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Friday, 22 February, 2002, 19:00 GMT
Iraq 'drained historic marshes'
Picture (courtesy of Amar) showing how the Marsh Arabs region once looked
The marshlands have existed for over 10,000 years
A British charity has accused the Iraqi government of turning a once-rich marshland region into a desert.

In its report the Amar Foundation says the land inhabited by the so-called Marsh Arabs in southern Iraq has been virtually drained.

The marshes were once filled with wildlife - fish, buffalo, wild boar, lizards and millions of birds.

But now the charity says it has satellite images showing how up to 20,000 square kilometres of water has been reduced to just 1,300 square kilometres.

For the Marsh Arabs it is the last opportunity that their voice will ever be heard again

Baroness Emma Nicholson

Baroness Emma Nicholson, the charity's chairman, said: "It is not too late, 10% of the marshland remains.

"It is a last chance for the Iraq regime to restore a human right of these people, but for the Marsh Arabs it is the last opportunity that their voice will ever be heard again."

The marshes in southern Iraq were once regarded as being unique for their ecological properties.

Just over 12 years ago the marshes - fed by two great rivers, the Tigris and the Euphrates - housed rich vegetation.


The Marsh Arabs lived on islands built from reeds and straw in homes ranging from small huts to reed halls.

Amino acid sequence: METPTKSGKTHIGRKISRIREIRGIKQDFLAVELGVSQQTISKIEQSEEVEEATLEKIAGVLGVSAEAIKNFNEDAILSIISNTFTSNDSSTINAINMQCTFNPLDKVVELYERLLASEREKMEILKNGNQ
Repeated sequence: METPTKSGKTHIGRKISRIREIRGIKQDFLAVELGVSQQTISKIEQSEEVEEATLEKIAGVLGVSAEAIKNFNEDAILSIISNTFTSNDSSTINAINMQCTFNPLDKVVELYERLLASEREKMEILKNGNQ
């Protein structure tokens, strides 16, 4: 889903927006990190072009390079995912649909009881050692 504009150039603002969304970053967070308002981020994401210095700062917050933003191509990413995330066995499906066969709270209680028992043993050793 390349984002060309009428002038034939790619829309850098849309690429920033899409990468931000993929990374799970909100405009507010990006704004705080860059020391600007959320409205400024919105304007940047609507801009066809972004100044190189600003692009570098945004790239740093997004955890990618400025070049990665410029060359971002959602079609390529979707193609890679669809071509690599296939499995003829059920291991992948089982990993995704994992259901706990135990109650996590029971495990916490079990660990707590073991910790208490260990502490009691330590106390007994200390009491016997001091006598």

They are a people who have been living in this way for more than 5,000 years, said Baroness Nicholson.

"This is a part of the world which has remained unchanged for over 10,000 years and which has been destroyed within two decades," she said.

The Amar report outlines the ongoing plight of the Marsh Arabs.

As many as 95,000 of them have been forced to escape into neighbouring Iran, fleeing what they say are the repressive policies of Saddam Hussein's government in Baghdad.

Amar say they "have a right" to return.

The report claims Baghdad has destroyed the Marsh Arabs' livelihood, under the pretexts of agricultural development.

'Acute suffering'

The Iraqi regime has employed an ambitious civil engineering project with the aim of deliberately draining the marshes, the charity's website report claims.

To do this they diverted the two rivers feeding the marshes giving the Iraqis military access to the region.

But it has also led to what the charity says is "the destruction" of the Marsh Arabs self-sufficient economy and the marshland vegetation as well as sending "tens of thousands of refugees" into camps in Iran.

"It has led to acute suffering, malnutrition and a critical public health situation," says Amar.

Britain and the United States have tried to offer protection to the Marsh Arabs by enforcing an air exclusion zone over southern Iraq.

But this has failed to secure their future.

The BBC's David Campanale
"The land lost to the drainage programme has turned to desert"
See also:

21 May 01 | Middle East
Iraqi Marsh Arabs seek aid
04 Jan 01 | Middle East
Saddam Hussein profile
24 Jan 99 | Middle East
Saddam Hussein: His rise to power
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